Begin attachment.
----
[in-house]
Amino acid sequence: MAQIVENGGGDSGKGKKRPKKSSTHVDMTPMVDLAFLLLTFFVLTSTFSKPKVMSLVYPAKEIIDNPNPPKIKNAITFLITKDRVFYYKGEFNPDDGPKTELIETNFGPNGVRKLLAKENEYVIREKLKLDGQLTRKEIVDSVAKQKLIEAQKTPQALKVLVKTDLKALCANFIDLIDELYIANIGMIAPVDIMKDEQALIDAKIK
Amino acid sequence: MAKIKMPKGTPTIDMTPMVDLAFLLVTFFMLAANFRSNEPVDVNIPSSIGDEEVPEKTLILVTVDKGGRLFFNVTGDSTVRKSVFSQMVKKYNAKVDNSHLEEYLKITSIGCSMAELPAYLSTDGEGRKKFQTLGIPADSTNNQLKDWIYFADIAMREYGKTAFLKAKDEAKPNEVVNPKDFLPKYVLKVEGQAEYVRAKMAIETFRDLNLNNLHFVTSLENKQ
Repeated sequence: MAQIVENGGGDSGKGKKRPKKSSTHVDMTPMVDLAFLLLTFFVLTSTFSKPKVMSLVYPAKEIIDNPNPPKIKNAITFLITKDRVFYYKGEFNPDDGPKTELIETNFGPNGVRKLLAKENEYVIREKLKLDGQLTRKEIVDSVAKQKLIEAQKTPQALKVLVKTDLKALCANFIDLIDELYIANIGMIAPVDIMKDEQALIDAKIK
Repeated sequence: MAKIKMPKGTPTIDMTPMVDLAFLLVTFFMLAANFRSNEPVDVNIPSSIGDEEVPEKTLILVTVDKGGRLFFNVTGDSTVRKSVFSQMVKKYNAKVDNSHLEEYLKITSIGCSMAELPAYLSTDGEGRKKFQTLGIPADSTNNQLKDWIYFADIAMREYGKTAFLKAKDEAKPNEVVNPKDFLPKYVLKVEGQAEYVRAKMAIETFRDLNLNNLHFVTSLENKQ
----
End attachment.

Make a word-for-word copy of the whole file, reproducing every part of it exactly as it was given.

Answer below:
[in-house]
Amino acid sequence: MAQIVENGGGDSGKGKKRPKKSSTHVDMTPMVDLAFLLLTFFVLTSTFSKPKVMSLVYPAKEIIDNPNPPKIKNAITFLITKDRVFYYKGEFNPDDGPKTELIETNFGPNGVRKLLAKENEYVIREKLKLDGQLTRKEIVDSVAKQKLIEAQKTPQALKVLVKTDLKALCANFIDLIDELYIANIGMIAPVDIMKDEQALIDAKIK
Amino acid sequence: MAKIKMPKGTPTIDMTPMVDLAFLLVTFFMLAANFRSNEPVDVNIPSSIGDEEVPEKTLILVTVDKGGRLFFNVTGDSTVRKSVFSQMVKKYNAKVDNSHLEEYLKITSIGCSMAELPAYLSTDGEGRKKFQTLGIPADSTNNQLKDWIYFADIAMREYGKTAFLKAKDEAKPNEVVNPKDFLPKYVLKVEGQAEYVRAKMAIETFRDLNLNNLHFVTSLENKQ
Repeated sequence: MAQIVENGGGDSGKGKKRPKKSSTHVDMTPMVDLAFLLLTFFVLTSTFSKPKVMSLVYPAKEIIDNPNPPKIKNAITFLITKDRVFYYKGEFNPDDGPKTELIETNFGPNGVRKLLAKENEYVIREKLKLDGQLTRKEIVDSVAKQKLIEAQKTPQALKVLVKTDLKALCANFIDLIDELYIANIGMIAPVDIMKDEQALIDAKIK
Repeated sequence: MAKIKMPKGTPTIDMTPMVDLAFLLVTFFMLAANFRSNEPVDVNIPSSIGDEEVPEKTLILVTVDKGGRLFFNVTGDSTVRKSVFSQMVKKYNAKVDNSHLEEYLKITSIGCSMAELPAYLSTDGEGRKKFQTLGIPADSTNNQLKDWIYFADIAMREYGKTAFLKAKDEAKPNEVVNPKDFLPKYVLKVEGQAEYVRAKMAIETFRDLNLNNLHFVTSLENKQ